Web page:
Troubleshooting Failover on the ASA

When troubleshooting failover on an ASA, there are a couple of spots to pay attention too. However we first need to understand how failover works. This post will cover active/passive failover only. There are no special dependencies with failover, like lowest MAC address is active, etc. It’s all about the configuration. Here’s a config I use-

On the ASA I want as PRIMARY

On the ASA I want as SECONDARY

The terminology is important here. When we set on unit to primary, it is always primary. The roles of primary and secondary never change! What does change is their role of Active and Standby. The Active role is the current active firewall that is performing firewall duties. The standby is waiting to take over if somethings happens to the active. It’s also important to note that failover is not preemptive. If you have an outage and want a certain firewall to be active, then you must set it that way.

The first command in troubleshooting is show failover. This will show us the status and roles and where they are assigned.

First check that the failover interface is up (see yellow highlighted text). Next we check to see which firewall is active. In the example above the Primary firewall is active. When everything is working properly this is how it should look. Now lets look at a firewall that has failed over to the Secondary firewall.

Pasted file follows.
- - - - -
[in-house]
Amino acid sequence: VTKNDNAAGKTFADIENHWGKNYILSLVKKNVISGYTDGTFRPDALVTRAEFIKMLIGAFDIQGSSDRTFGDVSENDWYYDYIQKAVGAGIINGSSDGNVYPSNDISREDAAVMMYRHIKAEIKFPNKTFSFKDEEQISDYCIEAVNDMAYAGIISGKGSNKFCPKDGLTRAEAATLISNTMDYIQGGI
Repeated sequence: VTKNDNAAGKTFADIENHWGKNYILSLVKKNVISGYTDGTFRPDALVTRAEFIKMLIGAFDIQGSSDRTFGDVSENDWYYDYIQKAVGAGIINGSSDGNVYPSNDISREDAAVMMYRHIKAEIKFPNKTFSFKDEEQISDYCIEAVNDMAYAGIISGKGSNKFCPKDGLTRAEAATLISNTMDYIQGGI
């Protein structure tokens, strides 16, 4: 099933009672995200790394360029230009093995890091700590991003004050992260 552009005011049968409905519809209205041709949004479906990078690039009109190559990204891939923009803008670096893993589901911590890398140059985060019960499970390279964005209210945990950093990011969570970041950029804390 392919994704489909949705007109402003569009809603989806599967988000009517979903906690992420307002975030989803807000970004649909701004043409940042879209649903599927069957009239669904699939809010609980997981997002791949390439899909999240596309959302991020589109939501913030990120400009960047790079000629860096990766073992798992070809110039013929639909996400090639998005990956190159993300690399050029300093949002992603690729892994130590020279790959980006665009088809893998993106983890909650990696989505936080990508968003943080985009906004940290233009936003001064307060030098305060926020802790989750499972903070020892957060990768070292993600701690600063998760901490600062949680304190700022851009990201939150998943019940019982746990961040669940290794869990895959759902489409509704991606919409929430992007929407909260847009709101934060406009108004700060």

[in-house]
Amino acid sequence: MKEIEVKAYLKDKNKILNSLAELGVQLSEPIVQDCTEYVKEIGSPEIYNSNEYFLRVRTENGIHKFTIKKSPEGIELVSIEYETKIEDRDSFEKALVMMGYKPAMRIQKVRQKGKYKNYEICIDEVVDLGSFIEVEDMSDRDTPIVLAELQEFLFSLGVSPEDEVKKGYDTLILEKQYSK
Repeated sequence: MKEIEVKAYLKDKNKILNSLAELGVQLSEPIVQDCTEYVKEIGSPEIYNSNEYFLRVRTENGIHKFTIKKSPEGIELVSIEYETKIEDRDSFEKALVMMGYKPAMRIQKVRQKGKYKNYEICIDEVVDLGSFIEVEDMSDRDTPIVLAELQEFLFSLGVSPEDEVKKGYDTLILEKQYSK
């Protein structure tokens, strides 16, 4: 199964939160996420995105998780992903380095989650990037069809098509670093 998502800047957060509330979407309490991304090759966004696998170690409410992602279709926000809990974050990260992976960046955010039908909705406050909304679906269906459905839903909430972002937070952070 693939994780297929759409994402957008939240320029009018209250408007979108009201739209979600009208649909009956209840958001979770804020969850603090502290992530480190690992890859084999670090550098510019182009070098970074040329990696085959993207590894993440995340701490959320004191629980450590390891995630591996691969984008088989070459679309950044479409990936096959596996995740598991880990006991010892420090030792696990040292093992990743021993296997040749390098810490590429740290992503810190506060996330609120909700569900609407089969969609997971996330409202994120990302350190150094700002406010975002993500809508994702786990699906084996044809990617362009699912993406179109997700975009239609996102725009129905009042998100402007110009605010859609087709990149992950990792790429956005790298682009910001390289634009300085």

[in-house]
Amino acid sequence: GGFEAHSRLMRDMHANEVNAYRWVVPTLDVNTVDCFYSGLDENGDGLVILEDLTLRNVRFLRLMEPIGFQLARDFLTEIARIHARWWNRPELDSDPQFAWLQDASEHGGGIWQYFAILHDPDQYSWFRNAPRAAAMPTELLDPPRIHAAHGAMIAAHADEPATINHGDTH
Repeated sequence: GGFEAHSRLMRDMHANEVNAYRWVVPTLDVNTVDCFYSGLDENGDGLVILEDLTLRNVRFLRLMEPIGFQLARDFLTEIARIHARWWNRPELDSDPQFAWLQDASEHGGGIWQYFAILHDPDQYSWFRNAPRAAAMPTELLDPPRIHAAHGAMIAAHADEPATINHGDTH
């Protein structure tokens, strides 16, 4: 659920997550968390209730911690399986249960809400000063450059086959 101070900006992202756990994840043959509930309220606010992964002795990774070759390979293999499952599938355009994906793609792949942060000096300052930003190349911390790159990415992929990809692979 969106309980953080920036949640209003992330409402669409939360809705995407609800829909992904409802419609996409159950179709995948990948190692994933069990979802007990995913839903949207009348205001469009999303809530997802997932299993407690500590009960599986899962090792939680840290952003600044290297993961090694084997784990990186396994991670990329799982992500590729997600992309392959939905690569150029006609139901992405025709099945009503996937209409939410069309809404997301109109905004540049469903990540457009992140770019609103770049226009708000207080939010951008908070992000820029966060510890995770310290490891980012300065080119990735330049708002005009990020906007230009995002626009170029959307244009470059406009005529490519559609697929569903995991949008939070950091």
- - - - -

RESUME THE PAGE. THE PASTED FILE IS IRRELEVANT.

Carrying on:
We can see now that the Secondary firewall is now acting as the active firewall. Lets investigate and see why. That takes us to our second troubleshooting command, show failover history.

In this particular case the service card failed (Sourcfire) which triggered a failover event to occur. These are really the only two commands you need for troubleshooting. You may have noticed that none of the interfaces on this failover pair are being monitored (triggers for failover). The Primary and Secondary ASA’s both plug into the same single physical switch. Since they do there is no point in monitoring and in fact it’s best if you don’t, otherwise you will get both firewalls wanting to be standby! One last thing….let’s fail the failover back so the Primary ASA is also the Active. We do that with the “no failover active” command. The command may seem a backwards, but remember it like this. You are on the active ASA and we do not want this ASA to be active so instead of setting it to active, we “no” the command meaning I do not want this ASA to be the active firewall.

Here is the full config for failover-



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